As divorce lawyers, the harder part of our job is to deal with cases involving children.
To help my clients through a difficult contested divorce in NY, I often use the analogy that children are a common business owned and managed by the former spouses. Think of yourself and your former spouse as business partners. Your kids are now your business that you jointly own and will operate until they are emancipated. You both made a significant investment into this business and now it’s your duty to make sure your business becomes successful. Children, very much like a corporation, have all the rights that an individual has. Business law requires that principals act in the best interests of their businesses. As a parent partner, you are similarly required to act in the best intrests of your “kid business”.
Top divorce lawyers in NYC will tell you that child custody is one of the more difficult issues to resolve in a divorce. However, irrespective of how custody is decided, you should understand that you each have different positions in this “kid business”. If one parent has sole custody, that parent can be considered the CEO and the other parent is the President. Each role is equally important to the overall success of a business but differers in responsibilities. If you share joint custody, you are co-CEO’s. The board of directors are your family members. You both also have seats on this board. Each of you has a unique set of duties that must be met in relationship to your children. One parent may be in charge of more of the day-to-day operations, and the other parent may be in charge of long term developmental tasks. As CEO and President or co-CEO’s, you are both held accountable to the board of directors and to each other for your actions and the tasks you must perform.
Divorce lawyers in NYC often struggle with helping their clients resolve the future living arrangements and visitation with children. In many large companies, the management works from different offices and locations. One way to approach this is to understand that as parent partners and “kid business” officers, you too have different offices that are your respective homes. When the children are with you, you become solely responsible for their well being and their comfort in your physical domain. You are also responsible for any other people that are interacting with the “kid business” in your homes. As such, you must make sure that all actions and interactions are in the best interests of your joint business.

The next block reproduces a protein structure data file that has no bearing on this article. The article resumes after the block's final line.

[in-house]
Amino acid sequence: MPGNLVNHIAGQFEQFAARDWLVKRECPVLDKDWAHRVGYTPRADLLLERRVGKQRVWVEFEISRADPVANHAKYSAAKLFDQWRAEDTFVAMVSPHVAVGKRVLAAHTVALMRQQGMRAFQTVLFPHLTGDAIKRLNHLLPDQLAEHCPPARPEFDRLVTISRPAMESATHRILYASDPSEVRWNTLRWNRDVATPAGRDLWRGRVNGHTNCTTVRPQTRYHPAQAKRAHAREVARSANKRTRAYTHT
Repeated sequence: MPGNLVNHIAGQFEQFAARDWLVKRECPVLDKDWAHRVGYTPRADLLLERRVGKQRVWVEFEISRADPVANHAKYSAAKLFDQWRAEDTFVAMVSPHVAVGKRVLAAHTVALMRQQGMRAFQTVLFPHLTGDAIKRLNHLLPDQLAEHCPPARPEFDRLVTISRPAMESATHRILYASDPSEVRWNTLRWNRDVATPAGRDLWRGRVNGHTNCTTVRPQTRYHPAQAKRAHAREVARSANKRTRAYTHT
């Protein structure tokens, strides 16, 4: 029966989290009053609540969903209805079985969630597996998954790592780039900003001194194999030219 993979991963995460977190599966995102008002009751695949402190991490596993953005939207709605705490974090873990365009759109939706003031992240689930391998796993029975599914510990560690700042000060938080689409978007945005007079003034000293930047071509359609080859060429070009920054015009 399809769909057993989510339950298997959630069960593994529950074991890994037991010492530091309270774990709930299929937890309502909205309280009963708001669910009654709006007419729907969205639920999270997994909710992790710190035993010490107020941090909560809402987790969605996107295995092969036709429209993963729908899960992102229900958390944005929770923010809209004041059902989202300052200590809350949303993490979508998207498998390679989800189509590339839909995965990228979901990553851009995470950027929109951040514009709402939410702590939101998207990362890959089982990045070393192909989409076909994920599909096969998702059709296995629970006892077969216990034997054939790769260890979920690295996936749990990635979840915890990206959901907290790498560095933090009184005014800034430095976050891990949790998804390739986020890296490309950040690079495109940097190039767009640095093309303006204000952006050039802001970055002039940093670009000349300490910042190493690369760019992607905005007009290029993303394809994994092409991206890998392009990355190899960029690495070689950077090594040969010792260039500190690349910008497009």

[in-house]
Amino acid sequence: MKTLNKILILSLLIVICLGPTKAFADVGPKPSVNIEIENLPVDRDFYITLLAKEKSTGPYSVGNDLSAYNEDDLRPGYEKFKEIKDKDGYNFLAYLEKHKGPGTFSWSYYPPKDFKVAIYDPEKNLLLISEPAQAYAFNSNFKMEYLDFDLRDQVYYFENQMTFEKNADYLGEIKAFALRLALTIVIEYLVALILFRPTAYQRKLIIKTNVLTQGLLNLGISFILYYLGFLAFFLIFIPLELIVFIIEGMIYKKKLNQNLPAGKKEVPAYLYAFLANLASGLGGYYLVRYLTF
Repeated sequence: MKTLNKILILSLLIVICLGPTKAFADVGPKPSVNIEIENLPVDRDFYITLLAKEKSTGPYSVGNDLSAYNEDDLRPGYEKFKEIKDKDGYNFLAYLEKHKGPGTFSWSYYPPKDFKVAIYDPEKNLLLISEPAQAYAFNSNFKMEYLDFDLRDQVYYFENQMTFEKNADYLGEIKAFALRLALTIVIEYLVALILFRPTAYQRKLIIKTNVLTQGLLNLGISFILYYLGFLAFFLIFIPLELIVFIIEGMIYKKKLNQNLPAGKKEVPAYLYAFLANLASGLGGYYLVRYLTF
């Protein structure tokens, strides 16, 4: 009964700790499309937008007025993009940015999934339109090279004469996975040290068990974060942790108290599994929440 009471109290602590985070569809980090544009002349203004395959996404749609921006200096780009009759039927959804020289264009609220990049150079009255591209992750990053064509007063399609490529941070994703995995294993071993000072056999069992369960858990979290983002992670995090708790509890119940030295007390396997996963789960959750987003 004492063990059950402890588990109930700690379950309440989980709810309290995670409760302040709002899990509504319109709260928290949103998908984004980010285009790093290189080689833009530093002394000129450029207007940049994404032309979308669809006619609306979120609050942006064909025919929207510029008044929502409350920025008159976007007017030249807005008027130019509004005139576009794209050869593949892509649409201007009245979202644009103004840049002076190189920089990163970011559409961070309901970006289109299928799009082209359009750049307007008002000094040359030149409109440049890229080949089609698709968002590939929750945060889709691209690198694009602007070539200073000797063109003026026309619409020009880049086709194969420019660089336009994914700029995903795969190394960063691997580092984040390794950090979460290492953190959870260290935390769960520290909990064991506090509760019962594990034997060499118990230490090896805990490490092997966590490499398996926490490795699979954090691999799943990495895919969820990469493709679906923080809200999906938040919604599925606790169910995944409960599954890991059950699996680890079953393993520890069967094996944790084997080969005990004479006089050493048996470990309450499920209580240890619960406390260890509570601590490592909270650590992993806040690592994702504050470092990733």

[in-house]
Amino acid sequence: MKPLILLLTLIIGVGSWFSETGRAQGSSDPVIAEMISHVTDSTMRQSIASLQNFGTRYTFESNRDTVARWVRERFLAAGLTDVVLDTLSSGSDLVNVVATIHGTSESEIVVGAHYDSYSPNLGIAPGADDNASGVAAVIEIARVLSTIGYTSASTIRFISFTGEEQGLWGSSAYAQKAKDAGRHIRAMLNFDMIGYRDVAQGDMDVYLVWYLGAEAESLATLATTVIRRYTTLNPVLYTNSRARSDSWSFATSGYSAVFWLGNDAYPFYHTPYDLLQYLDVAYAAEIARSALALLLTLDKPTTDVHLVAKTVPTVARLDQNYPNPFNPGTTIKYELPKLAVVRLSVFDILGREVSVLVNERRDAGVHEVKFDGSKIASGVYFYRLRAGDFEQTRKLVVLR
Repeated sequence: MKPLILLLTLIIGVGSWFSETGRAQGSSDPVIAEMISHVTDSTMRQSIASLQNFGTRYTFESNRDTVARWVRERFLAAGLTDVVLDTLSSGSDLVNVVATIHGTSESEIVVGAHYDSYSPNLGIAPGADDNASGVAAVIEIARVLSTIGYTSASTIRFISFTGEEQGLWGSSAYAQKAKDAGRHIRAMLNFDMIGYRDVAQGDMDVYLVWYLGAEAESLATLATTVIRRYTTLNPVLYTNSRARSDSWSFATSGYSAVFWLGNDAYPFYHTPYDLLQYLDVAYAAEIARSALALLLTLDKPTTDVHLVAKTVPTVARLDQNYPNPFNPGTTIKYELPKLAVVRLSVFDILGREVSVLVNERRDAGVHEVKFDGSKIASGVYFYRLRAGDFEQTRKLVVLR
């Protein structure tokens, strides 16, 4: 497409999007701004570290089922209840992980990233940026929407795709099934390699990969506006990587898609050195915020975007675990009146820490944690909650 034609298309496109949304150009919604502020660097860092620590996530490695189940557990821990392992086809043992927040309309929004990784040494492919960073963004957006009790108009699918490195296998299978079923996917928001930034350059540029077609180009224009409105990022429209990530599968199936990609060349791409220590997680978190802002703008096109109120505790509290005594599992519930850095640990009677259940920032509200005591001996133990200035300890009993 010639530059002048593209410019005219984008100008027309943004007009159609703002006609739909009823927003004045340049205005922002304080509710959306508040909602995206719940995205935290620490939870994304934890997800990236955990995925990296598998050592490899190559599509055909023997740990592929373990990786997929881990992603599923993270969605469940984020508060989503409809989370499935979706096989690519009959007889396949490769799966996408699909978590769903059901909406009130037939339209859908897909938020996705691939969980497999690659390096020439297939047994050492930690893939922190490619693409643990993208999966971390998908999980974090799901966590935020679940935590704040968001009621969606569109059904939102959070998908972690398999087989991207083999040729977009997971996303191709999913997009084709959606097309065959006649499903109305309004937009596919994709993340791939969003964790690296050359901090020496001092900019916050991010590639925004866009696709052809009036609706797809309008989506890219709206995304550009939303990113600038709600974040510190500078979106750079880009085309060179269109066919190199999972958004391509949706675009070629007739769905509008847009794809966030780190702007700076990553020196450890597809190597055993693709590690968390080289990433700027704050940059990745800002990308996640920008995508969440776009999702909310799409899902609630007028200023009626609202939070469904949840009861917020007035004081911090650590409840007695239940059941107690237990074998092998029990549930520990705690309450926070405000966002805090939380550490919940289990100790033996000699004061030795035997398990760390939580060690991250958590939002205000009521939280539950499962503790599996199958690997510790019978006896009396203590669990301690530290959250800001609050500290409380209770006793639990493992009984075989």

All good divorce lawyers know that the way former spouses interact with one another makes the biggest difference in the relationship they have with their children. In corporations, officers and employees are required to adhere to a certain degree of professionalism when acting in their official capacities. This includes the way they interact with other employees and people outside the corporation. Companies demand that all communications and actions are professional and follow guidelines that uphold the image of the business. Today, this includes all email and social media communications, even those done at leisure. The same can be said about parent partners and their “kid business”. As partners and officers, you must remain and act professional with each other. That requires controlling your emotions and feelings in favor of your children. This can be difficult because you were once friends and lovers, and certainly some emotions and feelings, good or bad, will remain. But now you are parent partners with your children’s best interests in mind. So if you have to discuss visitation, school, extracurricular activities or anything else related to your children, do it the same way you would act at work. Keep your communications straight to the point and use professional language. If you are disagreeing, state your opinion but keep in mind that you are talking to another officer of the “kid business” and it’s in everyone’s interest to keep a professional demeanor.
In a corpoartion, decisions are made after careful consideration. Before making decisions, officers and partners submit their research and support their positions. The same should apply to your children. Do your homework about what you are proposing and let the other parent know you have done your research to support your position. Both sides should understand and approach decision making not as a power struggle but an educated and well thought out discussion.
Divorce lawyers know that in a law firm or any other business, it’s important to make sure that partners are highly respected by the staff. As parent partners, you must make sure that the “kid business” respects and values each of you. No matter how much you may disagree with something that is done by the other parent partner, that disagreement should be handled professionally with that partner, and not with the children. The children should always see their “upper management” as their leaders and those who know what’s best for them. When officers undermine each other in a business, it leads to confusion, low moral, and eventually to poor business performance. Undermining each other infant of your children may have a very similar outcome and should be avoided entirely.
Remember, you both started a business by having children, and the children will need you both to love them, support them, and care for them. Being great partners in a business doesn’t mean you have to be best friends, eat dinner together, live in the same house, or constantly be around. Partners also don’t have to like each other. As long as partners are united by a common goal to make money and succeed in business and are willing to perform their duties, the venture can be successful. Similarly, if do your job as a parent and respect each other as partners, you can raise great kids and you will reap the amazing rewards of a successful “kid business”.